The exhibition also includes a selection of pieces that redefine notions of location and site-specificity, among them Ant Farm Media Van v.08 (Time Capsule) (2008), an SFMOMA commission for the exhibition that re-imagines a landmark project by members of the groundbreaking San Francisco-based collective known as Ant Farm. Hole-in-Space (1980/2008), a large-scale video installation by Kit Galloway and Sherrie Rabinowitz, presents here for the first time complete original footage from the artists’ live telecommunication event in 1980, which used satellite technology to connect street pedestrians in Los Angeles with their counterparts in New York, allowing them to suddenly see and speak to each other in real time. Another highlight is Lynn Hershman Leeson’s Life² (2006-present), which revisits the artist’s public installation The Dante Hotel (1973–74). Originally presented in a real hotel room in San Francisco, it is now reconfigured as an experiential archive in the virtual world of Second Life, where visitors will be able to convene and interact in real time.

Perhaps most importantly, The Art of Participation, as a reflection of our contemporary media society, will change form and content as more and more visitors contribute—on-site and online—and in so doing, it will explore the role of active engagement between artists, the public, and the museum. In recent years SFMOMA has built a reputation as a pioneer in exploring how new technologies transform contemporary culture with exhibitions such as Public Information (1995) and 010101: Art in Technological Times (2001). The Art of Participation furthers this field of study, in part by addressing the impact of technological culture on how a museum defines its notion of public engagement.

According to Frieling, “San Francisco is perhaps one of the most fitting places in the world to present an up-to-the-minute geneaology of participation-based art because of its legacy of experimental art forms of the 1960s and, more recently, its proximity to Silicon Valley. Technological innovation has always changed art—not only by providing artists with new tools, but also by provoking critical analysis or resistance to technology’s utopian promise.”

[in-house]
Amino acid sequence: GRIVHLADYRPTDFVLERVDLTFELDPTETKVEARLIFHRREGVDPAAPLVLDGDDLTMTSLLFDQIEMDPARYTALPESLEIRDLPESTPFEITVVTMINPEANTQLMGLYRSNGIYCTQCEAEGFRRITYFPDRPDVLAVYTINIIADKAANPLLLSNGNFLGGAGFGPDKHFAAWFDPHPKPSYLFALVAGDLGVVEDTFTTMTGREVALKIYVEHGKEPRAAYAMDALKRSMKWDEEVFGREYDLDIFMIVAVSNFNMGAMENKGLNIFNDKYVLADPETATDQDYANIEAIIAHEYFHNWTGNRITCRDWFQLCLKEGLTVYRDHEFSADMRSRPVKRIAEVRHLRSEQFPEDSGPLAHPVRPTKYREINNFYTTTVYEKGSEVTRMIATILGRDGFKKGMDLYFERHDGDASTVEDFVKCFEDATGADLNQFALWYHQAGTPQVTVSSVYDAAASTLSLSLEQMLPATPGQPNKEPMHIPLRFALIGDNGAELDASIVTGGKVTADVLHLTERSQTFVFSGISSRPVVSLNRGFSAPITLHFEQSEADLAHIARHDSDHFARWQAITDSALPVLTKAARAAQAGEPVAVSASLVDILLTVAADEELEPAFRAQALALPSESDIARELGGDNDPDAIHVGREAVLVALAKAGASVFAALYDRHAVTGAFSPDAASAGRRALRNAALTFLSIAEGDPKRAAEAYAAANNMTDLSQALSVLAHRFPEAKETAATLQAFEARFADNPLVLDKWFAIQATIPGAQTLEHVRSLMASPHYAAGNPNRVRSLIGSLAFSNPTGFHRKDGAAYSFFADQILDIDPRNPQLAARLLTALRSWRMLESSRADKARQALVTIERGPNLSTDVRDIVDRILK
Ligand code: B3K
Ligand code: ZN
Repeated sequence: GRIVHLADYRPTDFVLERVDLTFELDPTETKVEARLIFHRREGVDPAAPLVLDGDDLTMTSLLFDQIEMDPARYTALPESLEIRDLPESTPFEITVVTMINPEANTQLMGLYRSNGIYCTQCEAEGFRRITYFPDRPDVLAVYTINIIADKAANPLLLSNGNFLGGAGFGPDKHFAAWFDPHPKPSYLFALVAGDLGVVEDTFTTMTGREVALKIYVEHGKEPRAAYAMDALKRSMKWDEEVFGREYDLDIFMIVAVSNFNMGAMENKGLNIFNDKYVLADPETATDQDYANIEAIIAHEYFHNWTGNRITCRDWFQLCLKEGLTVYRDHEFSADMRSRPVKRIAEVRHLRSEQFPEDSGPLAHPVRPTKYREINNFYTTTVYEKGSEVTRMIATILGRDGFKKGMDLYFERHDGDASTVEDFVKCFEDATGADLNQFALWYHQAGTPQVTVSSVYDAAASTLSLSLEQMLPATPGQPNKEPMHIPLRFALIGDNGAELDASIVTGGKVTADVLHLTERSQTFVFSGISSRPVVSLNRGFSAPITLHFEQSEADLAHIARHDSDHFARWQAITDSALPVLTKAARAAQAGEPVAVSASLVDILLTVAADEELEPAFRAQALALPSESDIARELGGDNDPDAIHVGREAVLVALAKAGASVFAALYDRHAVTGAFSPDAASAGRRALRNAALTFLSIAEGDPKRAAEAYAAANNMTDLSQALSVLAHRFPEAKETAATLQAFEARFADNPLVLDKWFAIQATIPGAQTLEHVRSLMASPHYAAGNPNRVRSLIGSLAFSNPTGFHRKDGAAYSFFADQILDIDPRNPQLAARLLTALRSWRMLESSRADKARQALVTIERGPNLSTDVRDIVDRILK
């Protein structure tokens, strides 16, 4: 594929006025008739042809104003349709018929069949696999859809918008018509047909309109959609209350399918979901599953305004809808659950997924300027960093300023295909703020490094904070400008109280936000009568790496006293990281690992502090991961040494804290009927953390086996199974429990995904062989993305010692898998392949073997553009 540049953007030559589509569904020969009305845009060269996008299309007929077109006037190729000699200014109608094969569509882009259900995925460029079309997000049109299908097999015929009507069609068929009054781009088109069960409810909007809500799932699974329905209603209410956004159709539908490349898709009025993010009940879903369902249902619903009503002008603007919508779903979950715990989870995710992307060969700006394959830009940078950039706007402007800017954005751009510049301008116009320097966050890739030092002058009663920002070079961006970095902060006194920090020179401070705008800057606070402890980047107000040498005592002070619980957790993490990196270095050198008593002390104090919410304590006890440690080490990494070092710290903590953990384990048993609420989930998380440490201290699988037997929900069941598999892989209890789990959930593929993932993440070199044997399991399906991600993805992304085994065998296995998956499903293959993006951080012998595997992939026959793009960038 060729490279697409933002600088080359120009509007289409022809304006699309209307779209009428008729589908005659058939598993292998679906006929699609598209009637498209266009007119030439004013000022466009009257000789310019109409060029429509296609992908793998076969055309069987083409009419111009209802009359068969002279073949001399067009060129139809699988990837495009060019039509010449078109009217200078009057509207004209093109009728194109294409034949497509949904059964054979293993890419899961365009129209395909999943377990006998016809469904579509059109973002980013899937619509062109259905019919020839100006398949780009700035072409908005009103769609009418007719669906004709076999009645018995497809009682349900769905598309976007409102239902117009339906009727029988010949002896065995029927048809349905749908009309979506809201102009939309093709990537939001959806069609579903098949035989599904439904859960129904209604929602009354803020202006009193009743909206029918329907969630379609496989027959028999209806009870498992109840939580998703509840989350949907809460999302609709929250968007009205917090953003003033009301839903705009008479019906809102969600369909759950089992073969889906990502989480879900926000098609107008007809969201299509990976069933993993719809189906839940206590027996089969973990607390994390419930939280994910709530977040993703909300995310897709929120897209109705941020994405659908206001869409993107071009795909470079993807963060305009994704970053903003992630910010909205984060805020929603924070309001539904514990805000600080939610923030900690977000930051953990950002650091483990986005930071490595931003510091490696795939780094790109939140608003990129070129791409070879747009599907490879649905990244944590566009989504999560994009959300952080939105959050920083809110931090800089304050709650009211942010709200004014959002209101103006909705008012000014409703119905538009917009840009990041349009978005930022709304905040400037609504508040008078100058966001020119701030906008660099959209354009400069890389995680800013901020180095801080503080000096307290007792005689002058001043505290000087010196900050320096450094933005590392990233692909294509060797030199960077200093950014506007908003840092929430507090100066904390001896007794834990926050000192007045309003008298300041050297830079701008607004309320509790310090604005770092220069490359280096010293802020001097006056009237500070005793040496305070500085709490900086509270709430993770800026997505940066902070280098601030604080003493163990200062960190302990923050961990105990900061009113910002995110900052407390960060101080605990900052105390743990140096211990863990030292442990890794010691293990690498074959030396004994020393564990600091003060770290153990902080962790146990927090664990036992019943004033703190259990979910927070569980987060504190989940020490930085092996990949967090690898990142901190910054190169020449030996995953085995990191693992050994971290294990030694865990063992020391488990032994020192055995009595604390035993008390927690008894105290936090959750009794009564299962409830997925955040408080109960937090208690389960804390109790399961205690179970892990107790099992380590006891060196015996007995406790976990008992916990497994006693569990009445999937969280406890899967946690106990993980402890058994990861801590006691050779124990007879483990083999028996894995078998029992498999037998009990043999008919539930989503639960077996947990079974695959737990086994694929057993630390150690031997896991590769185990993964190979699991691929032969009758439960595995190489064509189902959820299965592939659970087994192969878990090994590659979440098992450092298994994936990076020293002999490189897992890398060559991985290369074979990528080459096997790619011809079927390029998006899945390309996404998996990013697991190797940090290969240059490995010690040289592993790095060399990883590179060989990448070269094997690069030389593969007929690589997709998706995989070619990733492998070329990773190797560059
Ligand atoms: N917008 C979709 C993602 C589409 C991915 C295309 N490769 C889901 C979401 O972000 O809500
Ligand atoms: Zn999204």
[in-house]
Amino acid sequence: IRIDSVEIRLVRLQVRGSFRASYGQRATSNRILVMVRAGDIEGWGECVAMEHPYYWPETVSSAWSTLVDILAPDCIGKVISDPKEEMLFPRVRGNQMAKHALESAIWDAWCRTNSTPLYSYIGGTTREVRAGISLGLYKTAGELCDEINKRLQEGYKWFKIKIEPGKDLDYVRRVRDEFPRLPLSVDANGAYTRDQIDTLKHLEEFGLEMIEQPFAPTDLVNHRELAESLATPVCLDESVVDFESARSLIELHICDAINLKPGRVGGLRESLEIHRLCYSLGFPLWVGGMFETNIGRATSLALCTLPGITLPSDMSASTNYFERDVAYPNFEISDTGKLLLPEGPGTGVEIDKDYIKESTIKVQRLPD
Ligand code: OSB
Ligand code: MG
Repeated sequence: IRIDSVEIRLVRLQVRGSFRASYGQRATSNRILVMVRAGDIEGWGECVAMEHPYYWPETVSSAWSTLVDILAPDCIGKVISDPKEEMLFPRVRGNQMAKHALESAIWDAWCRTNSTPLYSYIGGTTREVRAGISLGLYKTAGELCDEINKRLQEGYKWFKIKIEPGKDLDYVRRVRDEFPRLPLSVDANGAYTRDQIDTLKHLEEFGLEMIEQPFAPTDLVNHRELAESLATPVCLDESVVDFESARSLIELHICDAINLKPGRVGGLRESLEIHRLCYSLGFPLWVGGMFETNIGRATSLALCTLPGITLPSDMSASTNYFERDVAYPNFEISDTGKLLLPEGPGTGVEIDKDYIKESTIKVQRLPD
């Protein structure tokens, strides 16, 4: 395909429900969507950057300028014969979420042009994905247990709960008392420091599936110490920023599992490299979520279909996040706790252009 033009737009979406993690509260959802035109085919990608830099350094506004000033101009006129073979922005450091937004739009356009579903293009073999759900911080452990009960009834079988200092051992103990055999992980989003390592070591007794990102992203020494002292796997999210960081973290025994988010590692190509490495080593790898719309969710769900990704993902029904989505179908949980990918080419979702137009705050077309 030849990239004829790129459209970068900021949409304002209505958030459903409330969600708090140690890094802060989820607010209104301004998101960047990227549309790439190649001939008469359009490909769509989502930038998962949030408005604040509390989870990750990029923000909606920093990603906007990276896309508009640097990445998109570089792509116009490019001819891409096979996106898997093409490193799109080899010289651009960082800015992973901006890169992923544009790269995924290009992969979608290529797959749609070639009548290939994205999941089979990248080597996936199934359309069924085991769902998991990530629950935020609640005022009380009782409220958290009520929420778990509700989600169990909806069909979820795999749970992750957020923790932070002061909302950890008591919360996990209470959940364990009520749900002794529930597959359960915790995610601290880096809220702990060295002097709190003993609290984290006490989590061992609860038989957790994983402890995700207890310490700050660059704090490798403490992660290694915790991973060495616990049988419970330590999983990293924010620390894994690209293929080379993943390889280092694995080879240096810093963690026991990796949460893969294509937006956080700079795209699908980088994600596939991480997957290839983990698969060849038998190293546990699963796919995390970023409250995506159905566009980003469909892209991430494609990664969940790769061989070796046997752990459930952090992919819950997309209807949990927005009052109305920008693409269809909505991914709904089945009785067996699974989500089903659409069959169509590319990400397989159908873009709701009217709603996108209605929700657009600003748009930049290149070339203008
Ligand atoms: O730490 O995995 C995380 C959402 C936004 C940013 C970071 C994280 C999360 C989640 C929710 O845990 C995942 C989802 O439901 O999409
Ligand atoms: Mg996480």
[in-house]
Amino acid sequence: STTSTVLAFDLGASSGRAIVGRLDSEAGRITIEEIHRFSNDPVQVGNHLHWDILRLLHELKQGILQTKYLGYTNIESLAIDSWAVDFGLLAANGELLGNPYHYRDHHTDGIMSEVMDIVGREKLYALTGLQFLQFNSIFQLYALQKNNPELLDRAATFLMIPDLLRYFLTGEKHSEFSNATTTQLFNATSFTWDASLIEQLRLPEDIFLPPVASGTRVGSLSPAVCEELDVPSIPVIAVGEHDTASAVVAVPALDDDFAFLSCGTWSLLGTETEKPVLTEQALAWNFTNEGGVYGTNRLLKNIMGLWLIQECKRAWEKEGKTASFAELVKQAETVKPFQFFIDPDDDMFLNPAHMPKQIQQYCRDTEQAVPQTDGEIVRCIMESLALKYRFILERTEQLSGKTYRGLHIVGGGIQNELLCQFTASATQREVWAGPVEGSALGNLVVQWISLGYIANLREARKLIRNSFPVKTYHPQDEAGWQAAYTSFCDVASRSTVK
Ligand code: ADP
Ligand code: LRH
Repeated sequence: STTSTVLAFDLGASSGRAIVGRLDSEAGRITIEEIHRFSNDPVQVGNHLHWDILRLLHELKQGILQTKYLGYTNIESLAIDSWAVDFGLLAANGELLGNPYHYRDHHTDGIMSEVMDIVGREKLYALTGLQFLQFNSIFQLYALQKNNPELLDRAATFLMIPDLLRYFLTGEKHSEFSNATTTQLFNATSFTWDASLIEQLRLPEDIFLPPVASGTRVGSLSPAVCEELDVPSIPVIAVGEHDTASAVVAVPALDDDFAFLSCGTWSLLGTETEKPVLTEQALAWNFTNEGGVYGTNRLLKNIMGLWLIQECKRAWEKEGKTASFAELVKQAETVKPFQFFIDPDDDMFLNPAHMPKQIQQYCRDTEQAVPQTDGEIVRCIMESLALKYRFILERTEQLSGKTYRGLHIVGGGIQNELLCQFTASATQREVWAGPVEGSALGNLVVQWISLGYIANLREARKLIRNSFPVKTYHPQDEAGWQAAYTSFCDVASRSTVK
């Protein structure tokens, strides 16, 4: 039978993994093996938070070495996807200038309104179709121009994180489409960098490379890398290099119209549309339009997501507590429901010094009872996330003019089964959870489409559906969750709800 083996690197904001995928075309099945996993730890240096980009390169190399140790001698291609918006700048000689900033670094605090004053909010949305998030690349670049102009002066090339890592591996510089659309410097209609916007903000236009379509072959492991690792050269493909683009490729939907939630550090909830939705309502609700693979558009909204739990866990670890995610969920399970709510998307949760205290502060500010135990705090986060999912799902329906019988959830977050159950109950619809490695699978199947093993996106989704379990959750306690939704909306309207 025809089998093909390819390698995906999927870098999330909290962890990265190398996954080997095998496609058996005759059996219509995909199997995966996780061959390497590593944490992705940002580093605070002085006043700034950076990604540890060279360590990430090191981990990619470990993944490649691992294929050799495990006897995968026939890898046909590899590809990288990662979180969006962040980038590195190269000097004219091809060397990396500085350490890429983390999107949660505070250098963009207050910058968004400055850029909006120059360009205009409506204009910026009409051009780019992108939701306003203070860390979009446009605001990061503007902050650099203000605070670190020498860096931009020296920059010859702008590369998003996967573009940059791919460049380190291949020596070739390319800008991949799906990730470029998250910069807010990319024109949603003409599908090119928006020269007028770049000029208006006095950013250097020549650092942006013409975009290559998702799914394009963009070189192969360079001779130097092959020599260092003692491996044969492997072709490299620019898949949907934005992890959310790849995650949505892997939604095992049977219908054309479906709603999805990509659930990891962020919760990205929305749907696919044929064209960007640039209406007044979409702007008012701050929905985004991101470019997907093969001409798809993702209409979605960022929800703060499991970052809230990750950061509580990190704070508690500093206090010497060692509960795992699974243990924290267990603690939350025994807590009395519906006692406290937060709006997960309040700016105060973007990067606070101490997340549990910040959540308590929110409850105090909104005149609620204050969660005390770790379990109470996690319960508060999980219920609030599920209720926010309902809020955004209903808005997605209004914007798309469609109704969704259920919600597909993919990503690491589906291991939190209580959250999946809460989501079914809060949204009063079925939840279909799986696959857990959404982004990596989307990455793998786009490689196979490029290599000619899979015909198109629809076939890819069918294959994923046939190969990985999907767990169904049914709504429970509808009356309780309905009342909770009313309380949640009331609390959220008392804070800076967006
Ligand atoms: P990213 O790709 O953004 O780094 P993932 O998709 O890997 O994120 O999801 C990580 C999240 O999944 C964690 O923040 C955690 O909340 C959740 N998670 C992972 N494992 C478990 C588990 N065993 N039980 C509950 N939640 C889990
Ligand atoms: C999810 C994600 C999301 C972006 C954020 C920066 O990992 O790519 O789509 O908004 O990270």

SFMOMA, in association with Thames & Hudson, will publish a 224-page, fully illustrated exhibition catalogue featuring original essays by Robert Atkins, Rudolf Frieling, Boris Groys, and Lev Manovich. Available at the SFMOMA MuseumStore and bookstores worldwide in November 2008, the publication introduces work by all of the artists in the exhibition, with reproductions of significant projects by other major figures—from Hélio Oiticica, Joan Jonas, and Gordon Matta-Clark to Komar & Melamid and Gabriel Orozco—rounding out the overview. SFMOMA will also produce a companion volume—a small print-on-demand paperback, to be released after the exhibition closes—reflecting the participatory aspects of the show by collecting texts, visuals, and other content contributed by artists and visitors.

In conjunction with The Art of Participation, SFMOMA’s Education Department will present a full range of public programs, including lectures, symposia, screenings, live performances, and docent tours. The museum has commissioned the architectural group Freecell to design a special venue in the museum’s Koret Visitor Education Center to house events as well as computer kiosks dedicated to online projects in the exhibition. A cell phone audio tour will allow visitors to record their own feedback to the exhibition, becoming yet another opportunity for interaction and a valuable channel through which SFMOMA will document audience participation.

Complete List of Featured Artists
Abramović/Ulay; Vito Acconci; Francis Alÿs; Chip Lord, Curtis Schreier and Bruce Tomb (former members of Ant Farm); John Baldessari; Joseph Beuys; Blank & Jeron and Gerrit Gohlke; George Brecht; Jonah Brucker-Cohen and Mike Bennett; John Cage; c a l c and Johannes Gees; Janet Cardiff; Lygia Clark; Minerva Cuevas; Maria Eichhorn; VALIE EXPORT; Harrell Fletcher and Jon Rubin; Fluxus Collective; Jochen Gerz; Kit Galloway and Sherrie Rabinowitz; Matthias Gommel; Felix Gonzalez-Torres; Dan Graham; Hans Haacke; Lynn Hershman Leeson; Nam June Paik; Allan Kaprow; Henning Lohner and Van Carlson; Rafael Lozano-Hemmer; Tom Marioni; MTAA (M.River and T.Whid Art Associates); Antoni Muntadas; Yoko Ono; Dan Phiffer and Mushon Zer-Aviv; Raqs Media Collective; Robert Rauschenberg; Warren Sack; Mieko Shiomi; Torolab; Wolf Vostell; Andy Warhol; Stephen Willats; and Erwin Wurm.

The Art of Participation: 1950 to Now is organized by the San Francisco Museum of Modern Art. The exhibition is generously funded by the James Irvine Foundation.

Jill Lynch 415.357.4172
Clara Hatcher Baruth 415.357.4177 chatcher@sfmoma.org
Press Office